Deregulation

The Australian Government is committed to reform that reduces the burden of regulation, removes unnecessary regulation, lifts regulatory performance, boosts productivity and increases competitiveness.

Since 3 October 2013 the portfolio has reported more than $150 million in announced deregulatory savings.

Employment portfolio agencies and the department have made great progress in cutting red tape to businesses, community organisations and individuals. As reported in the department’s Annual Deregulation Report September 2013 – December 2014, published in March 2015, the portfolio has reported more than $150 million in deregulatory savings since 3 October 2013. Measures identified in 2014–15 included:

  • modernising and streamlining the Australian Government Building and Construction WHS Accreditation Scheme to reduce barriers to entry for small businesses to undertake Commonwealth-funded work, without reducing safety standards
  • releasing the Building and Construction Industry (Fair and Lawful Building Sites) Code 2013 to ensure Commonwealth-funded building projects are delivered on time and on budget
  • streamlining gender reporting under the Workplace Gender Equality Act 2012 to reduce the burden on employers
  • simplifying administrative requirements under the Seasonal Worker Programme to reduce the reporting burden on participating employers.

The report is available at www.employment.gov.au/annual-deregulation-report.

During 2014–15 the department’s deregulation unit developed strategies to help the portfolio find effective alternatives to regulation and move away from regulation as a default policy. This is part of a broader initiative to build a culture of best practice across the portfolio. These strategies fall into the following categories:

  • Target levers for change—determine red tape reduction target and repeal days, forward work programme, regulation audit, regulatory policy processes and new policy proposals.
  • Develop capabilities—build a suite of tools, support policy and programme areas, run targeted workshops and articulate the deregulation performance indicators.
  • Drive change—support leaders, engage staff and deliver a communications plan.
  • Foster relationships—facilitate work across the portfolio, with the Secretary and SES employees, cluster deregulation contacts and an internal deregulation reference group.

The unit has built relationships with deregulation contacts across the department and within each of the portfolio agencies, enabling an ongoing conversation about the outcomes and expectations of the deregulation agenda. The unit collaborates with areas across the portfolio by:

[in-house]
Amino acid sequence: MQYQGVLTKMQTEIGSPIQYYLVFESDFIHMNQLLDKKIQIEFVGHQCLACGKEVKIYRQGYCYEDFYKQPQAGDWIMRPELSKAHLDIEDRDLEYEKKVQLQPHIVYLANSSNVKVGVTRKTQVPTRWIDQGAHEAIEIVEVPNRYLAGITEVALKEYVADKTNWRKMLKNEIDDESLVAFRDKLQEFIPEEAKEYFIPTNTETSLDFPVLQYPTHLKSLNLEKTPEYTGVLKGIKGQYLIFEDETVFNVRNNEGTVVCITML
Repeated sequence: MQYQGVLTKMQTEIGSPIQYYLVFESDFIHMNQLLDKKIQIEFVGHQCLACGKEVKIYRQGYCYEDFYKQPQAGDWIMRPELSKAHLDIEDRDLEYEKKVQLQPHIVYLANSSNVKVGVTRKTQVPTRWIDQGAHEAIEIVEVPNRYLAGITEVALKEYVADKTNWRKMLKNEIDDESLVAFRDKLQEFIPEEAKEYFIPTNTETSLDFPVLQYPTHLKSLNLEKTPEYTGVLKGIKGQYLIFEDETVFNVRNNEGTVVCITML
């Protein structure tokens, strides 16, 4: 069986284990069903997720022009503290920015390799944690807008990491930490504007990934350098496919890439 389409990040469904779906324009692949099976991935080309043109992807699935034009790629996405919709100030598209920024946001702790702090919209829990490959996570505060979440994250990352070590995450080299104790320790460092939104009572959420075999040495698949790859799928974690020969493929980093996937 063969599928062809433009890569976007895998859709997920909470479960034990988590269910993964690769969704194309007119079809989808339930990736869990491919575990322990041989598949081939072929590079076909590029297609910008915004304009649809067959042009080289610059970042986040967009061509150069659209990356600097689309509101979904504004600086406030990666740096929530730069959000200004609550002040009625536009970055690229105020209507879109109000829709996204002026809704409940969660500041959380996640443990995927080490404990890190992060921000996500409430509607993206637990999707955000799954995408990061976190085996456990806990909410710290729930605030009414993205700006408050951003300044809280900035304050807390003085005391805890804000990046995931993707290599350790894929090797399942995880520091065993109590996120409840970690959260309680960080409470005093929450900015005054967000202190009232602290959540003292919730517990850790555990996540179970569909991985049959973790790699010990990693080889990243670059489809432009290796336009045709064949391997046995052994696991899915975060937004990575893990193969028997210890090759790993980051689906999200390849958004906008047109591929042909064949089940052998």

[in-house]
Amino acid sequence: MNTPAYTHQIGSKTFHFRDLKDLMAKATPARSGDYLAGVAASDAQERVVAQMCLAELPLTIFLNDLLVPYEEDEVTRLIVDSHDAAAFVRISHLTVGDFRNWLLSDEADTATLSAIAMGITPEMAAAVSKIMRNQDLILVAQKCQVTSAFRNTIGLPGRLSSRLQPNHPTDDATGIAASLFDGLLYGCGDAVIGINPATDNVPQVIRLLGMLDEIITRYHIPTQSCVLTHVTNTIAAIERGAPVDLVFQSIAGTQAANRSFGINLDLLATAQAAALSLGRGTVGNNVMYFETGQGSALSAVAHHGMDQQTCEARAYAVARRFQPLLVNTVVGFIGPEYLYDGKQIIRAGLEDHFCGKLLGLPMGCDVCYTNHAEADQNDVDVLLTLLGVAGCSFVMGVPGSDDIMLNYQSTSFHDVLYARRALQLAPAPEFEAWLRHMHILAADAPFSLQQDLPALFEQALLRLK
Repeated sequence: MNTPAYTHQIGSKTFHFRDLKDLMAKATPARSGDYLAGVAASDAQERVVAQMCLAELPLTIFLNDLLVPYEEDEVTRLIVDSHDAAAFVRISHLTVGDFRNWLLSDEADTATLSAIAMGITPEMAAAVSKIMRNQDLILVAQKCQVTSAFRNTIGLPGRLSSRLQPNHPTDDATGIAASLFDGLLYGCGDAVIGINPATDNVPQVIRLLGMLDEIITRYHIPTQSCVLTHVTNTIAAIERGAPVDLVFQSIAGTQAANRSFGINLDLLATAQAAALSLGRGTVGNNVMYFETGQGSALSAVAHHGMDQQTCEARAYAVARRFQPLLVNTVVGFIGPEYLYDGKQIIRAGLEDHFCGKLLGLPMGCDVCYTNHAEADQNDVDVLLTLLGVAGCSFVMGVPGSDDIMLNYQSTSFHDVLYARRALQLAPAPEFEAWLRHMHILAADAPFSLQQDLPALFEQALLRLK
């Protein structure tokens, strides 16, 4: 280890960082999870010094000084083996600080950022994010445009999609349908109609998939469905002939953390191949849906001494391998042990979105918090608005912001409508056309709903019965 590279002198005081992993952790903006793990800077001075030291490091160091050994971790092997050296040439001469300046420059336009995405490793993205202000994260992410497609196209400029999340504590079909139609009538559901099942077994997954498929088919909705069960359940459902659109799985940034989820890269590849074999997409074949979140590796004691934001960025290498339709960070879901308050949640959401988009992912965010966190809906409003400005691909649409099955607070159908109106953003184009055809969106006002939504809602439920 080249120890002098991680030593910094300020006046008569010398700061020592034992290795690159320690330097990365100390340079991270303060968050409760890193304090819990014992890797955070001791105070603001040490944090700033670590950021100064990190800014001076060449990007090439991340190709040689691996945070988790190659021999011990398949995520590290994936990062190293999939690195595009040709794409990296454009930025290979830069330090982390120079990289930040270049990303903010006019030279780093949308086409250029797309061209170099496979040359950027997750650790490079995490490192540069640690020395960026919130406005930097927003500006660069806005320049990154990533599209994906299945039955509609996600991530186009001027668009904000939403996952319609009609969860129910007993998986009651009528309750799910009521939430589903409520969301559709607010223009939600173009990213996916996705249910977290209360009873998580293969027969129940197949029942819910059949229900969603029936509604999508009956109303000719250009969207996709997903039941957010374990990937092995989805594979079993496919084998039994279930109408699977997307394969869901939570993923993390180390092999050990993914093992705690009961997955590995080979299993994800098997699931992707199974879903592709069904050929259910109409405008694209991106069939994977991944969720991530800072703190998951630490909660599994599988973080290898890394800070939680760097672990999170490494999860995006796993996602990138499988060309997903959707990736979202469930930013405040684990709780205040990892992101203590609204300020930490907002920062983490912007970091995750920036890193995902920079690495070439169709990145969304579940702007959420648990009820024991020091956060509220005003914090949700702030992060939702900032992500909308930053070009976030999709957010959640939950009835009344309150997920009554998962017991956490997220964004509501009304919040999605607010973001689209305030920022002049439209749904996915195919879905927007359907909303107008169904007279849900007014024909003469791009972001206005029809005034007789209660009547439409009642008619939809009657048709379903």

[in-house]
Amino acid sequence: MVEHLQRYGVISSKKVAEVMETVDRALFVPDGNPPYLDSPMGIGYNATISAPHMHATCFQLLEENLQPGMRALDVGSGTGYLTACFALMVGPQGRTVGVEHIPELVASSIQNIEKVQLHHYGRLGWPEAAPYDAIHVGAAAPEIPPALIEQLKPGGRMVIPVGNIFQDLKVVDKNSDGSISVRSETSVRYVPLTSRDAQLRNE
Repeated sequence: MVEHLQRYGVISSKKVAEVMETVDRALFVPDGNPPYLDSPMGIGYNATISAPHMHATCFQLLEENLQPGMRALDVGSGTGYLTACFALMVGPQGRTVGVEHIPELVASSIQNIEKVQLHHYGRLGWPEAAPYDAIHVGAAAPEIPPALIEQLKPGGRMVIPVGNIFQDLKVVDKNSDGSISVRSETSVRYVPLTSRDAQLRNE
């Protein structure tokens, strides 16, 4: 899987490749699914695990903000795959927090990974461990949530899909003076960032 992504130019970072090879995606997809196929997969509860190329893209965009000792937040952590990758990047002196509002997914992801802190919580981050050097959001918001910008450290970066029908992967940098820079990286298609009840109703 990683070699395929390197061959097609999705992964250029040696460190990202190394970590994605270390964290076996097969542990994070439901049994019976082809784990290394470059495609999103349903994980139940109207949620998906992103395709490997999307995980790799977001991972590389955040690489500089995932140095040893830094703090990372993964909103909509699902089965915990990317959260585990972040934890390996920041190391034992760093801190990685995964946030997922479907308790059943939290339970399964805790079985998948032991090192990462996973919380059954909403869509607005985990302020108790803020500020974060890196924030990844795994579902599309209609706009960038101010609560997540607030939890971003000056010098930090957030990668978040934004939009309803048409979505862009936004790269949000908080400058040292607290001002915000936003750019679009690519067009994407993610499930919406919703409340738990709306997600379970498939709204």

• supporting policy and programme areas to understand the regulatory burden management framework and cost regulations, prepare regulation impact statements and develop new policy proposals
  • developing useful information and tools for deregulation and policy development, such as quick guides, assessment templates, checklists and regulatory costing guides
  • developing best practice case studies
  • supporting leaders with regular information and updates.

The unit has also developed deregulation performance indicators for inclusion in the performance agreements of SES employees. This will ensure that all senior executives have a clear responsibility to personally support the deregulation agenda in ways relevant to their work.

Throughout 2015 the department will maintain the commitment to the deregulation agenda. We will continue to develop our forward work programme to ensure deregulation targets are achieved and real efficiencies for Australian businesses and the community are realised. Reform opportunities in the government’s priority areas of small business and inter-agency and cross-jurisdictional reforms will be a particular area of focus.

The department will work with portfolio agencies to implement the regulator performance framework and assist regulators to develop and identify metrics to measure performance. We will also develop an approach to the external validation of regulators’ self-assessments. These will be assessed over 2015–16 with findings published in the second half of 2016.

In support of the government’s principle to remove Australian regulation where trusted international standards exist, the department will lead the portfolio’s investigation of opportunities for applying international standards and risk assessments. This will be subject to rigorous assessment criteria with the goal of removing unnecessary compliance requirements, costs and delays for business. More broadly, the department and wider portfolio will continue to promote best practice in regulation, minimise regulation and use risk-based approaches in the targeting of compliance activities.